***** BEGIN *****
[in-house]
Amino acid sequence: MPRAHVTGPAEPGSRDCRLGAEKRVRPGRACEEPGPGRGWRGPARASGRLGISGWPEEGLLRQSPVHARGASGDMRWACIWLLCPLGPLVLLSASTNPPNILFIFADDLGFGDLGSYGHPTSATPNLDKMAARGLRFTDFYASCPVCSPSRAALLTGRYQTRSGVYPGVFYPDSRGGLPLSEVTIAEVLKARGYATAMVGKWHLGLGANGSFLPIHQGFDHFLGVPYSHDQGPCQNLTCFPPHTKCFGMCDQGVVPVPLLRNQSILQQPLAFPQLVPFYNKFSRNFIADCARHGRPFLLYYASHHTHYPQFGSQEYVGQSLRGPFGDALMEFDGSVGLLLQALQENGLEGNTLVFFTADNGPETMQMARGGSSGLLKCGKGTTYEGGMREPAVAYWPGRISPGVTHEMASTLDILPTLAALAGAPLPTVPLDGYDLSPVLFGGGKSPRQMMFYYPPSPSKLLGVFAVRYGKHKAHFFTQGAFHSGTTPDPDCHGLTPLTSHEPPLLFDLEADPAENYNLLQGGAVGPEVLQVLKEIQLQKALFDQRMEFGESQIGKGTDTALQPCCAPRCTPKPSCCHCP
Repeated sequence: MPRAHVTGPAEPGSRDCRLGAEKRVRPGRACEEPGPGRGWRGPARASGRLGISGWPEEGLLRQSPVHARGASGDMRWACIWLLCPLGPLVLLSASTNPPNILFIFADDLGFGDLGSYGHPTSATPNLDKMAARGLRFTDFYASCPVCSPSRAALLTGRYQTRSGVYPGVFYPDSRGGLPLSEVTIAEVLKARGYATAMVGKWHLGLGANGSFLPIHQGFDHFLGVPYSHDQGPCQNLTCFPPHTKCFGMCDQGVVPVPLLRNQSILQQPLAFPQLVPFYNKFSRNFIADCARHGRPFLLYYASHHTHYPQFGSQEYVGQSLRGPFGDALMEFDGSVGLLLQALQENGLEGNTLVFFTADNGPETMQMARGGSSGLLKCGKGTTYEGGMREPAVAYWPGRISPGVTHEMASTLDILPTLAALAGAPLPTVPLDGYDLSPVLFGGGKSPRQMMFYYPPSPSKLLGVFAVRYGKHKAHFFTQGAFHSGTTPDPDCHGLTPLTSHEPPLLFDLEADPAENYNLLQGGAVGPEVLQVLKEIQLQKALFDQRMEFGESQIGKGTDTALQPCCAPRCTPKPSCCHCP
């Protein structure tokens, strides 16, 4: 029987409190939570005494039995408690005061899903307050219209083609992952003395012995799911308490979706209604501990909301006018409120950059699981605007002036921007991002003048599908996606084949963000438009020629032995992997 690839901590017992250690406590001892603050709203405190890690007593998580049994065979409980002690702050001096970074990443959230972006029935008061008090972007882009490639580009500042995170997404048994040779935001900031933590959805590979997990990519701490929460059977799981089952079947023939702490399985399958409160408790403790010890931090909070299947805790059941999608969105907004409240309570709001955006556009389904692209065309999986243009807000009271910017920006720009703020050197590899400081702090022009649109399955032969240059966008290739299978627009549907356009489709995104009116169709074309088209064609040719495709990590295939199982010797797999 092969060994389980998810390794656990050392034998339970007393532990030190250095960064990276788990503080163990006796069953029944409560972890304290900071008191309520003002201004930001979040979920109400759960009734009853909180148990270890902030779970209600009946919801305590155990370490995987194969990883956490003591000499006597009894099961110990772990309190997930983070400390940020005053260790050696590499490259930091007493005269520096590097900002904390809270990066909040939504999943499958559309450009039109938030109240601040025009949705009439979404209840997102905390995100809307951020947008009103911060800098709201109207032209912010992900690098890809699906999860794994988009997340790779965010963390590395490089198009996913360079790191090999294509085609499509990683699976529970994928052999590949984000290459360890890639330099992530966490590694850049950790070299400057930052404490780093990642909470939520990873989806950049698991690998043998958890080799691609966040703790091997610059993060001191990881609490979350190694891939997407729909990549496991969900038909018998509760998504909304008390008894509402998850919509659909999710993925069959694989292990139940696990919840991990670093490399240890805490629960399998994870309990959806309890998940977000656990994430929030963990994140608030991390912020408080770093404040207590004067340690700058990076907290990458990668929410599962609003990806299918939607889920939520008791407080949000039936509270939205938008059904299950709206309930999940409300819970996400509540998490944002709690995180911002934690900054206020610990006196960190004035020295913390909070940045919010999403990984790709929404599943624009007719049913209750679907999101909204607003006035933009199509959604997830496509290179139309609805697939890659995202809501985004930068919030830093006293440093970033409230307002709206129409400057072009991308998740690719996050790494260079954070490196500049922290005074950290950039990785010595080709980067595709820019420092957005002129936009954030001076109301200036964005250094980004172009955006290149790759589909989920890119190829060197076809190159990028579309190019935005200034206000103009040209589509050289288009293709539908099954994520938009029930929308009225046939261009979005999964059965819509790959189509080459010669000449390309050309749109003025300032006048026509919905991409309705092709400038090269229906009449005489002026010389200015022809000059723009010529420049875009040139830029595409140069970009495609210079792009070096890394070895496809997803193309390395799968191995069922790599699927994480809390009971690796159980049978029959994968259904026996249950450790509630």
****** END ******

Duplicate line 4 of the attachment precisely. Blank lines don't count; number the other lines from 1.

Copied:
């Protein structure tokens, strides 16, 4: 029987409190939570005494039995408690005061899903307050219209083609992952003395012995799911308490979706209604501990909301006018409120950059699981605007002036921007991002003048599908996606084949963000438009020629032995992997 690839901590017992250690406590001892603050709203405190890690007593998580049994065979409980002690702050001096970074990443959230972006029935008061008090972007882009490639580009500042995170997404048994040779935001900031933590959805590979997990990519701490929460059977799981089952079947023939702490399985399958409160408790403790010890931090909070299947805790059941999608969105907004409240309570709001955006556009389904692209065309999986243009807000009271910017920006720009703020050197590899400081702090022009649109399955032969240059966008290739299978627009549907356009489709995104009116169709074309088209064609040719495709990590295939199982010797797999 092969060994389980998810390794656990050392034998339970007393532990030190250095960064990276788990503080163990006796069953029944409560972890304290900071008191309520003002201004930001979040979920109400759960009734009853909180148990270890902030779970209600009946919801305590155990370490995987194969990883956490003591000499006597009894099961110990772990309190997930983070400390940020005053260790050696590499490259930091007493005269520096590097900002904390809270990066909040939504999943499958559309450009039109938030109240601040025009949705009439979404209840997102905390995100809307951020947008009103911060800098709201109207032209912010992900690098890809699906999860794994988009997340790779965010963390590395490089198009996913360079790191090999294509085609499509990683699976529970994928052999590949984000290459360890890639330099992530966490590694850049950790070299400057930052404490780093990642909470939520990873989806950049698991690998043998958890080799691609966040703790091997610059993060001191990881609490979350190694891939997407729909990549496991969900038909018998509760998504909304008390008894509402998850919509659909999710993925069959694989292990139940696990919840991990670093490399240890805490629960399998994870309990959806309890998940977000656990994430929030963990994140608030991390912020408080770093404040207590004067340690700058990076907290990458990668929410599962609003990806299918939607889920939520008791407080949000039936509270939205938008059904299950709206309930999940409300819970996400509540998490944002709690995180911002934690900054206020610990006196960190004035020295913390909070940045919010999403990984790709929404599943624009007719049913209750679907999101909204607003006035933009199509959604997830496509290179139309609805697939890659995202809501985004930068919030830093006293440093970033409230307002709206129409400057072009991308998740690719996050790494260079954070490196500049922290005074950290950039990785010595080709980067595709820019420092957005002129936009954030001076109301200036964005250094980004172009955006290149790759589909989920890119190829060197076809190159990028579309190019935005200034206000103009040209589509050289288009293709539908099954994520938009029930929308009225046939261009979005999964059965819509790959189509080459010669000449390309050309749109003025300032006048026509919905991409309705092709400038090269229906009449005489002026010389200015022809000059723009010529420049875009040139830029595409140069970009495609210079792009070096890394070895496809997803193309390395799968191995069922790599699927994480809390009971690796159980049978029959994968259904026996249950450790509630």